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UBC Theses and Dissertations

Superhydrophobic polymeric surfaces : fabrication, wettability, and antibbacterial activity Falah Toosi, Salma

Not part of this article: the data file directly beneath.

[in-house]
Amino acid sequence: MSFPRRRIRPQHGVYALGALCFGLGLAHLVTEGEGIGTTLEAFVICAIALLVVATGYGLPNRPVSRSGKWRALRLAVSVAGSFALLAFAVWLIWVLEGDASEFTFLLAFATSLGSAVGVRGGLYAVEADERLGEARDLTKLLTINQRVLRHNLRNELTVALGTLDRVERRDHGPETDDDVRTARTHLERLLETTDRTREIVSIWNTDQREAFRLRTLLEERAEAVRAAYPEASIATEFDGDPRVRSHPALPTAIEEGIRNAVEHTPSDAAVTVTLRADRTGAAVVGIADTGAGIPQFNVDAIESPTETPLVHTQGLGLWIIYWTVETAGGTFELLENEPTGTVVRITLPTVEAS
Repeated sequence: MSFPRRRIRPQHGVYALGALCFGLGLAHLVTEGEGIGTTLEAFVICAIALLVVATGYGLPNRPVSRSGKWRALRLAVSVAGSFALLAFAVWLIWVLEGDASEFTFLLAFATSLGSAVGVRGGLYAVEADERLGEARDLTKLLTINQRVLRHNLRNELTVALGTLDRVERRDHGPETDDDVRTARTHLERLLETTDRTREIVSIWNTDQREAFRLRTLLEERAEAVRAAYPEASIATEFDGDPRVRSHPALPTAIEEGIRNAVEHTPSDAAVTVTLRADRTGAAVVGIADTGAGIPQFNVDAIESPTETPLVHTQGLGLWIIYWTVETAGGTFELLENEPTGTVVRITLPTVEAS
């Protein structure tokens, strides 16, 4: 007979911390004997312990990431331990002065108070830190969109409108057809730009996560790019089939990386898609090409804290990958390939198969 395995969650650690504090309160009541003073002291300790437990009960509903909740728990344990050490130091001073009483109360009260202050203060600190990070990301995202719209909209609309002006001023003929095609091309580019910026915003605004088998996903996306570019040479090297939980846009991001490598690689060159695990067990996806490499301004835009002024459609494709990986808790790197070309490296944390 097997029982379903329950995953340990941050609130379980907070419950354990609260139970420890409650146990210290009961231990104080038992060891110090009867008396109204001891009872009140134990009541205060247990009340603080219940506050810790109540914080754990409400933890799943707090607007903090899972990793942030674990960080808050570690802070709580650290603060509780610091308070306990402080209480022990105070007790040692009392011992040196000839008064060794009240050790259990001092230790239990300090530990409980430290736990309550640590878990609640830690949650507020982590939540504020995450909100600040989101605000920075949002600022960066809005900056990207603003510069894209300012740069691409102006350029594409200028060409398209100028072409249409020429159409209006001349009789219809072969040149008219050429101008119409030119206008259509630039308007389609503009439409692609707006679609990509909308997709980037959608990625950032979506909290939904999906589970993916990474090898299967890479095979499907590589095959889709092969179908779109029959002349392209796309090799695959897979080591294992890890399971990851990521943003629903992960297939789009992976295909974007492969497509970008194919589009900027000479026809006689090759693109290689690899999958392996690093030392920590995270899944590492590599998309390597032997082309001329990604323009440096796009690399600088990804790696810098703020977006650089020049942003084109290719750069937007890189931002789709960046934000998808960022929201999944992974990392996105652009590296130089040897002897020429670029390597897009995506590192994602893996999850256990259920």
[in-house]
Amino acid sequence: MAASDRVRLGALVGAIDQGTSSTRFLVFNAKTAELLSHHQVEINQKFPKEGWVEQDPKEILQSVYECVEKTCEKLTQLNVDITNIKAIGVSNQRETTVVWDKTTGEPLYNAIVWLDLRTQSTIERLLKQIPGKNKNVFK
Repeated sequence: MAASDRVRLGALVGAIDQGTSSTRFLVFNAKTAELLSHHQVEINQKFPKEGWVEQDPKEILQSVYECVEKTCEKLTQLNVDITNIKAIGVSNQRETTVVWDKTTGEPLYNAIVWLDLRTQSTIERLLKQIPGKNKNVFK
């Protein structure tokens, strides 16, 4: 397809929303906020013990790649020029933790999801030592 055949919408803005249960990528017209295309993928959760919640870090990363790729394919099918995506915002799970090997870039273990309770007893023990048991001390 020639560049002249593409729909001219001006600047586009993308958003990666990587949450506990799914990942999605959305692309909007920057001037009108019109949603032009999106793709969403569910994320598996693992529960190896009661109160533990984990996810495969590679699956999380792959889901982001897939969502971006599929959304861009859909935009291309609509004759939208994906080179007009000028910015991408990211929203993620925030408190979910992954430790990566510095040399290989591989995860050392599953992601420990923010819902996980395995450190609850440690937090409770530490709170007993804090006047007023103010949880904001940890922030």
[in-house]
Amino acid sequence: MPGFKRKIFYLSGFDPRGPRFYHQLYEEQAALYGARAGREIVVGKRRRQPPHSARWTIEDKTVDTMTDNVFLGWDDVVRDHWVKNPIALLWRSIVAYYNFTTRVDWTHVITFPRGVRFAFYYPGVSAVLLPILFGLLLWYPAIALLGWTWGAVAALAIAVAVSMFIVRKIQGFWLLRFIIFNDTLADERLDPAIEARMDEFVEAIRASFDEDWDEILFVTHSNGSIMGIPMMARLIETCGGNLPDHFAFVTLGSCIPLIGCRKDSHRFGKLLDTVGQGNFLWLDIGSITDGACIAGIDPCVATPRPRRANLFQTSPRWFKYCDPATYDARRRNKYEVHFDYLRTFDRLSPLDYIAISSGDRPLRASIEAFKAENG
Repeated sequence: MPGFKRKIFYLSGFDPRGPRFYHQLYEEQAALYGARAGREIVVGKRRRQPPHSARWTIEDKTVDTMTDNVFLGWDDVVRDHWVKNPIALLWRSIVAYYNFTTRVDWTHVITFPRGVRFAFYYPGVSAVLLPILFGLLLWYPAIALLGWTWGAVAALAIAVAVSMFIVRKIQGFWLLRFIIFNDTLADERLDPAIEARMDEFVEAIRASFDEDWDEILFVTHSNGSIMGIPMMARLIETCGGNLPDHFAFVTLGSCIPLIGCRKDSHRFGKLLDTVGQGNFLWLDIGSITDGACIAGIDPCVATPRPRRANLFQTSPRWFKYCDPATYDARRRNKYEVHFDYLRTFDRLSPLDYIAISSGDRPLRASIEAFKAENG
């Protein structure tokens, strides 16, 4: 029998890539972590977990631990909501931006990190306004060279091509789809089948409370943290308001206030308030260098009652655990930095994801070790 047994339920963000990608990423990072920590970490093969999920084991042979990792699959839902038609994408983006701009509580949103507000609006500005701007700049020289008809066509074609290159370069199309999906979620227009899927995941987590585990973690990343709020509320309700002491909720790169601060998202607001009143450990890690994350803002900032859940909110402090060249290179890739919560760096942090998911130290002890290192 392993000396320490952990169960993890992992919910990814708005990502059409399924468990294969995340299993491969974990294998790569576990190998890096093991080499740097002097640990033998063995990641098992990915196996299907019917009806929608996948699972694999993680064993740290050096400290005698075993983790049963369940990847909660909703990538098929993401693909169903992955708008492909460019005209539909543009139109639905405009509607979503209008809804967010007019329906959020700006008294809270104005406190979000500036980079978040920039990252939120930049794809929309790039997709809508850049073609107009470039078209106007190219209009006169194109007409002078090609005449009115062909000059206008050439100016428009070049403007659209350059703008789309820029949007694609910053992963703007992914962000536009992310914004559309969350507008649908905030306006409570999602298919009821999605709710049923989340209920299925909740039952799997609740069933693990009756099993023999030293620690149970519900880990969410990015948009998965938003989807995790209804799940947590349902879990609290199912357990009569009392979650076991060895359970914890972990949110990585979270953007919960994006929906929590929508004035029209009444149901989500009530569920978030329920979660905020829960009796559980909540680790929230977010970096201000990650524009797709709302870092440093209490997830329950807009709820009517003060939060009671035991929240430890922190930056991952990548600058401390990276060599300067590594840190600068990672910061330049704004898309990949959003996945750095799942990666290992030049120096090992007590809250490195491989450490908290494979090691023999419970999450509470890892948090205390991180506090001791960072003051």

This PhD thesis studies fabrication of superhydrophobic polymeric surfaces, their wetting properties, and their antibacterial activities as potential application to medical sciences. A femtosecond laser technique was used to fabricate mico/nano- structures on the surface of PTFE and PU. The effect of laser parameters (fluence, scanning speed, and overlap) on the wettability of the resulted micro/nano-patterns was studied. Two techniques were used to laser-scan the surface, namely uniaxial and biaxial scan. Uniaxial scan creates channeled morphology with direction-dependent wettability. To produce uniform wettability independent of direction, biaxial scanning was examined, which creates well-defined pillars with very high contact angle (CA) and very low contact angle hysteresis (CAH). To facilitate and speed up the surface micro/nano-structuring, laser-ablation was coupled with thermal imprinting. The metallic femtosecond laser-ablated templates were employed to imprint micron/submicron periodic structures onto the surface of several polymers. The CA of imprinted polymers increased to above 160°, while their CAH varied significantly depending on the surface thermophysical and chemical properties. A unique technique was developed to create superomniphobic patterns on HDPE through hot embossing. The filefish skin dual scale superoleophobic patterns were used as a biological model to develop angled microfiber arrays on HDPE. The obtained bioinspired surface is highly capable of repelling both water and liquids with low surface tensions that meets the superomniphobic criteria. The effect of superhydrophobicity on protein adsorption and bacterial adhesion of laser-ablated PTFE substrates were investigated. Samples were incubated in Gram negative (E.coli) and Gram positive (S.aureus) bacteria cultures, BSA solution, IgG solution, and blood plasma for 4 hours. All superhydrophobic surfaces were found to be more resistant to protein /bacteria adhesion compared to the corresponding smooth samples. However, some of the most superhydrophobic PTFE surfaces were found to exhibit the highest adherence with protein/bacteria; while some other did not allow any adsorption/adherence of protein/bacteria respectively towards the end of the incubation. Besides the CA, CAH, average height of pillars, and spacing distance between iii the pillars, this study showed that there are other roughness factors, which play crucial role in the durability of the superhydrophobic surfaces such as the distribution of pillar heights.

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